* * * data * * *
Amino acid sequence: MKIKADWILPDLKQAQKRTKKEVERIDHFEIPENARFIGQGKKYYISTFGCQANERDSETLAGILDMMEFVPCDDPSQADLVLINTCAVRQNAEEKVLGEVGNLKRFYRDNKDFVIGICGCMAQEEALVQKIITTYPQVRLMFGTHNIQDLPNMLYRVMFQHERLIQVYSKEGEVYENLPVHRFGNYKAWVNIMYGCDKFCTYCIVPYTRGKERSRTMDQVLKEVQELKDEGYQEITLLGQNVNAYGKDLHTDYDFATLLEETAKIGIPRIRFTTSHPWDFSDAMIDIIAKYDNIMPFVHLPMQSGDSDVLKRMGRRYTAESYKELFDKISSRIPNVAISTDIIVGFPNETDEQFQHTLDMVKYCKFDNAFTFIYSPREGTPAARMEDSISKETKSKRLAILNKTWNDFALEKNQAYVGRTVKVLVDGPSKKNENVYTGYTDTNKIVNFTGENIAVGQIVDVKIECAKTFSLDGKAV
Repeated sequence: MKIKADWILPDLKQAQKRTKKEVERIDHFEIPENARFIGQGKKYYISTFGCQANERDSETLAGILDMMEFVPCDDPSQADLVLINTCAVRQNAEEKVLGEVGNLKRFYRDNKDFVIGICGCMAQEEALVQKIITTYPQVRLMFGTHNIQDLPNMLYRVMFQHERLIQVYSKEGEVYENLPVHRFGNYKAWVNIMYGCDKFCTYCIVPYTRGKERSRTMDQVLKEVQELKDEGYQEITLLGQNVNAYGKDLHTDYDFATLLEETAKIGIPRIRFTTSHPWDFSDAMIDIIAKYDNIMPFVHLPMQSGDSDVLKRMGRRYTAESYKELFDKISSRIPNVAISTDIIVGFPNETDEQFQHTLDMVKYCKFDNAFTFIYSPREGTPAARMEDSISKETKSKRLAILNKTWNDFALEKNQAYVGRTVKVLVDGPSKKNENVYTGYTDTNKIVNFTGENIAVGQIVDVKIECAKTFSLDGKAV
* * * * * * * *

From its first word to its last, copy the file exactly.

Amino acid sequence: MKIKADWILPDLKQAQKRTKKEVERIDHFEIPENARFIGQGKKYYISTFGCQANERDSETLAGILDMMEFVPCDDPSQADLVLINTCAVRQNAEEKVLGEVGNLKRFYRDNKDFVIGICGCMAQEEALVQKIITTYPQVRLMFGTHNIQDLPNMLYRVMFQHERLIQVYSKEGEVYENLPVHRFGNYKAWVNIMYGCDKFCTYCIVPYTRGKERSRTMDQVLKEVQELKDEGYQEITLLGQNVNAYGKDLHTDYDFATLLEETAKIGIPRIRFTTSHPWDFSDAMIDIIAKYDNIMPFVHLPMQSGDSDVLKRMGRRYTAESYKELFDKISSRIPNVAISTDIIVGFPNETDEQFQHTLDMVKYCKFDNAFTFIYSPREGTPAARMEDSISKETKSKRLAILNKTWNDFALEKNQAYVGRTVKVLVDGPSKKNENVYTGYTDTNKIVNFTGENIAVGQIVDVKIECAKTFSLDGKAV
Repeated sequence: MKIKADWILPDLKQAQKRTKKEVERIDHFEIPENARFIGQGKKYYISTFGCQANERDSETLAGILDMMEFVPCDDPSQADLVLINTCAVRQNAEEKVLGEVGNLKRFYRDNKDFVIGICGCMAQEEALVQKIITTYPQVRLMFGTHNIQDLPNMLYRVMFQHERLIQVYSKEGEVYENLPVHRFGNYKAWVNIMYGCDKFCTYCIVPYTRGKERSRTMDQVLKEVQELKDEGYQEITLLGQNVNAYGKDLHTDYDFATLLEETAKIGIPRIRFTTSHPWDFSDAMIDIIAKYDNIMPFVHLPMQSGDSDVLKRMGRRYTAESYKELFDKISSRIPNVAISTDIIVGFPNETDEQFQHTLDMVKYCKFDNAFTFIYSPREGTPAARMEDSISKETKSKRLAILNKTWNDFALEKNQAYVGRTVKVLVDGPSKKNENVYTGYTDTNKIVNFTGENIAVGQIVDVKIECAKTFSLDGKAV